deliver transparency and accountability on the part of this 
administration and its bureaucracy.
  I doubt it is any solace to the plant worker who loses his or her job 
because of regulations that a new job in another sector will be created 
to comply with these regulations.
  Today, we will consider an amendment by a colleague, the gentleman 
from Pennsylvania, Keith Rothfus, to fix these problems. This amendment 
will help protect middle class jobs and wages. It is exactly the kind 
of reform that will make America work again.
  Americans should not have to settle for the ``new normal'' of slow 
economic and job growth that the Obama administration seems to have 
embraced. We, in this House, reject this ``new normal'' and we will 
continue to fight to create an America that works again.
  I want to thank the gentleman from Virginia, Chairman Goodlatte, and 
Representatives Holding, Collins and Bachus, who have worked hard on 
this bill before us, and I urge my colleagues in the House to support 
working middle class families by supporting this bill.
  Mr. JOHNSON of Georgia. Madam Chair, I yield myself such time as I 
may consume.
  Mining, construction work, manufacturing, those are the kinds of 
livelihoods that have made this country a great nation, people being 
able to go to work with a lunchbox in hand and work hard every day, 
make a decent wage.
  By the way, $7.25 an hour for a full-time worker would equate to 
about $14,500 a year. That is just simply not enough for a working 
person to raise a family and take care of that family. They need help 
when they make $7.25 an hour. They would need help from the government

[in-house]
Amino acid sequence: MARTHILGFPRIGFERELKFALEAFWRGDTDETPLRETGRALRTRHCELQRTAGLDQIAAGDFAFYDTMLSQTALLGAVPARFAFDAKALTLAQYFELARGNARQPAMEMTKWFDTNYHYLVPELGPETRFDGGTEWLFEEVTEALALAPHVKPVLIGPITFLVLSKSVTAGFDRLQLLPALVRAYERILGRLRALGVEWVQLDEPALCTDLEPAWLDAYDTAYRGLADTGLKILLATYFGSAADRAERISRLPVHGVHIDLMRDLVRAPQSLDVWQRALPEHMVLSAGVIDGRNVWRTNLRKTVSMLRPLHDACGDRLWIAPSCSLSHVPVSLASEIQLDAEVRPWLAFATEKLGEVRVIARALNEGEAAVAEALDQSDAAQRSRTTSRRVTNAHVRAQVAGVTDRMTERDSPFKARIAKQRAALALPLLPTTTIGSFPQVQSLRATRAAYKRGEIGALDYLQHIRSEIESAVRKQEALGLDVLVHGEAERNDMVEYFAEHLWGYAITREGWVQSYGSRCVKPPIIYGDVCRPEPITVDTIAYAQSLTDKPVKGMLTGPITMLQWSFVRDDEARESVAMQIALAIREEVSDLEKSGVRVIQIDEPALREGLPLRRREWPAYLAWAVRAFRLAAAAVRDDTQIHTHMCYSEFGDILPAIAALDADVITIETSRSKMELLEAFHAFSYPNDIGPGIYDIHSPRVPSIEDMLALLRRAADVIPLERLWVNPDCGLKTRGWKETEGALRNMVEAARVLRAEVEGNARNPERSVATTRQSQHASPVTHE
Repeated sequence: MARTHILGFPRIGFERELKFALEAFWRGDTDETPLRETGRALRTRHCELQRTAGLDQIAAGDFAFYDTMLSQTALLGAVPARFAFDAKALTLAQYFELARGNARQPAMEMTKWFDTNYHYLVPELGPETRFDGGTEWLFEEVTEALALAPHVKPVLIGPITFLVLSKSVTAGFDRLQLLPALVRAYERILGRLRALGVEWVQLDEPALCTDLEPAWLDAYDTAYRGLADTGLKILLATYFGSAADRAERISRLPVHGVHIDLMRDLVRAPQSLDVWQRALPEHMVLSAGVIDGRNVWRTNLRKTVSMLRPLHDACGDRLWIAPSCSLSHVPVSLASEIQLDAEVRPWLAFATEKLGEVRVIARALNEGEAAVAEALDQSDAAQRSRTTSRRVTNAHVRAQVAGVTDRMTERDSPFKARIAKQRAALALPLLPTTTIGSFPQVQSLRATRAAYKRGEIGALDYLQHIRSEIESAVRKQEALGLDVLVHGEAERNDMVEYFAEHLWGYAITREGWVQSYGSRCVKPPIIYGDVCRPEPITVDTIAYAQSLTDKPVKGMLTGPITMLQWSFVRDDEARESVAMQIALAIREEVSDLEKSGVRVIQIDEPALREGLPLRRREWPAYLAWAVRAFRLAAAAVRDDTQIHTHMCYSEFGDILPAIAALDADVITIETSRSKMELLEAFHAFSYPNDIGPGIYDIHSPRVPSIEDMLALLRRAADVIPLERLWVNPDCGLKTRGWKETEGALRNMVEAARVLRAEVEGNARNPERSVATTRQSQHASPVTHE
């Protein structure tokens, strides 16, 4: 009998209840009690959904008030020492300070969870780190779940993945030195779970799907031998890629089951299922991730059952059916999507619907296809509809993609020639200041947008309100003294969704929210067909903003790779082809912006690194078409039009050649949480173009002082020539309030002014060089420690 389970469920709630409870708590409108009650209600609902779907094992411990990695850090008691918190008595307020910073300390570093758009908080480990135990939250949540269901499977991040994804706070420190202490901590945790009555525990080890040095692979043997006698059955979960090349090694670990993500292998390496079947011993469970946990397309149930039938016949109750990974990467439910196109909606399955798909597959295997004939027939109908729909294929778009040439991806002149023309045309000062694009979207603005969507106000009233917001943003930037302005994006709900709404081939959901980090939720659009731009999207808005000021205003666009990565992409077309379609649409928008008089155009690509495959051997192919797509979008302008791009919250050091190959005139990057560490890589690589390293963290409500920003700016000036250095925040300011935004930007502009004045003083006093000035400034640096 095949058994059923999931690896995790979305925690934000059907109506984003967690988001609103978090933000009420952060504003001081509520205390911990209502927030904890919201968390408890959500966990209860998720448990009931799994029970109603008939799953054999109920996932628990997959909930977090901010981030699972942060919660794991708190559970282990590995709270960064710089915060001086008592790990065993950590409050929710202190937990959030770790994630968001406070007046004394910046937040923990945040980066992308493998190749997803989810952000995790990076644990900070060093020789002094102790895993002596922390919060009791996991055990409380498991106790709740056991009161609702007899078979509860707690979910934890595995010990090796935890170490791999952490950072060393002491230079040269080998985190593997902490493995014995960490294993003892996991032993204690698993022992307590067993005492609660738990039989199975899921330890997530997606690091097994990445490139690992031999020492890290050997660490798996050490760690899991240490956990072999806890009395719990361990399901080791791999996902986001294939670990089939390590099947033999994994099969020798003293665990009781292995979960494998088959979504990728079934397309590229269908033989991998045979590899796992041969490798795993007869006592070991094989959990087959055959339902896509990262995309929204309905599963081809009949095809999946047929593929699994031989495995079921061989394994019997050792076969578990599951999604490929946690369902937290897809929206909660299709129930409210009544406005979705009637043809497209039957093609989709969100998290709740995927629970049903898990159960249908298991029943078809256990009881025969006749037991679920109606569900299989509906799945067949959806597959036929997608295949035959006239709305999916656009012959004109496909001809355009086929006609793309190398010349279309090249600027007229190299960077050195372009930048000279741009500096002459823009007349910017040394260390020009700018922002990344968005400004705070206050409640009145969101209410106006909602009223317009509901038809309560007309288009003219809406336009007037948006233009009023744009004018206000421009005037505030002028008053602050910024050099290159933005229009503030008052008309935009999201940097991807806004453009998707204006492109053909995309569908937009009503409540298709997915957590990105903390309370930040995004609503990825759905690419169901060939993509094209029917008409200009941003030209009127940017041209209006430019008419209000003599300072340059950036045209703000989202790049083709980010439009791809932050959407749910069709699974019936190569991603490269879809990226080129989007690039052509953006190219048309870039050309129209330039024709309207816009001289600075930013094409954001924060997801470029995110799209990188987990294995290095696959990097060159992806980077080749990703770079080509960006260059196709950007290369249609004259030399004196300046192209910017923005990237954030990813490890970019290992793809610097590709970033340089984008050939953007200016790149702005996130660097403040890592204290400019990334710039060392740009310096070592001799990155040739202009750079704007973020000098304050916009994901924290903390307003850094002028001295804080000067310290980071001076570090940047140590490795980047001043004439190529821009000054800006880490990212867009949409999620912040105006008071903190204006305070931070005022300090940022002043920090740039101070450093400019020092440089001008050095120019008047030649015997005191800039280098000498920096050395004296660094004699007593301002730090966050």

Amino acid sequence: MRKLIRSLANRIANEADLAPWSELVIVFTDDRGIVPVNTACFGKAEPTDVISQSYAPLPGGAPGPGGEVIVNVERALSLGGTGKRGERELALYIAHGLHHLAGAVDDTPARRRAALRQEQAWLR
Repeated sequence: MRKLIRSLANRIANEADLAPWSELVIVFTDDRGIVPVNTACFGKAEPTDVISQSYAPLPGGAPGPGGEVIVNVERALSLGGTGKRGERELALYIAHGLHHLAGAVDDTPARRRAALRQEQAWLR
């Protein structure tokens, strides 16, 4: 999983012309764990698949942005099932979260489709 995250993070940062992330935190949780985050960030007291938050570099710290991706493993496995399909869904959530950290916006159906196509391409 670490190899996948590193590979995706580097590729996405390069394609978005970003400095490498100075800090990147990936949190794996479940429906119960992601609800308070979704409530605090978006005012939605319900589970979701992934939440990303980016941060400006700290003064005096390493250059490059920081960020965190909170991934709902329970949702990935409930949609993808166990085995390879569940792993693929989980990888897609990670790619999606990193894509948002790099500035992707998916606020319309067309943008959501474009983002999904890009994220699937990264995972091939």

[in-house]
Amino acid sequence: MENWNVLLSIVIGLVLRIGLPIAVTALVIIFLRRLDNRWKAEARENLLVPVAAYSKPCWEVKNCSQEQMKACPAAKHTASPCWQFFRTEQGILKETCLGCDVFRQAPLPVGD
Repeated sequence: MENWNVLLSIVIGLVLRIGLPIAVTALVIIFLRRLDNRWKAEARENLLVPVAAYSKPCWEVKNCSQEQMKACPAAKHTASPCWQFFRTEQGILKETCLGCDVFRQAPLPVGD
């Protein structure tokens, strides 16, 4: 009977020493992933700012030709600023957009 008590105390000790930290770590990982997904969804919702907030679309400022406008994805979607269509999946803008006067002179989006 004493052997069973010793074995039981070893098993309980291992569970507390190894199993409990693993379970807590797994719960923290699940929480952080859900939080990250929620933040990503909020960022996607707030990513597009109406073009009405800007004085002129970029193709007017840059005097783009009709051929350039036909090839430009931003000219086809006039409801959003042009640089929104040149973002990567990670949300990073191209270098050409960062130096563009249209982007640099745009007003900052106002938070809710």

if they couldn't rely on friends and relatives for support.
  So that is a shame, in this day and time, where a person working a 
manufacturing job, or even a job in a mine or on a construction site, 
would be making $7.25 an hour.
  We should, perhaps, Madam Chair, be paying attention to income 
generators such as that kind of legislation, as opposed to legislation 
like H.R. 2804, which would simply make it difficult to protect those 
workers in those unsafe occupations like mining, like construction 
work, like manufacturing, keeping the work site, the job place safe. 
Regulations are what do that.
  With that, Madam Chair, I reserve the balance of my time.
  Mr. GOODLATTE. Madam Chairman, at this time it is my pleasure to 
yield 2 minutes to the gentleman from Washington (Mr. Hastings), the 
chairman of the Natural Resources Committee.
  Mr. HASTINGS of Washington. Madam Chair, I thank the gentleman for 
yielding.
  I rise to support this measure, and particularly the portion that is 
sponsored by our colleague from Georgia (Mr. Collins) that will ensure 
transparency of Federal agencies' litigation settlement practices.
  In 2011, the Obama administration entered into a mega-settlement, 
which was a closed-door, sweeping Endangered Species Act settlement 
with two litigious groups that greatly increased the ESA listings and 
habitat designations that could impact tens of thousands of acres and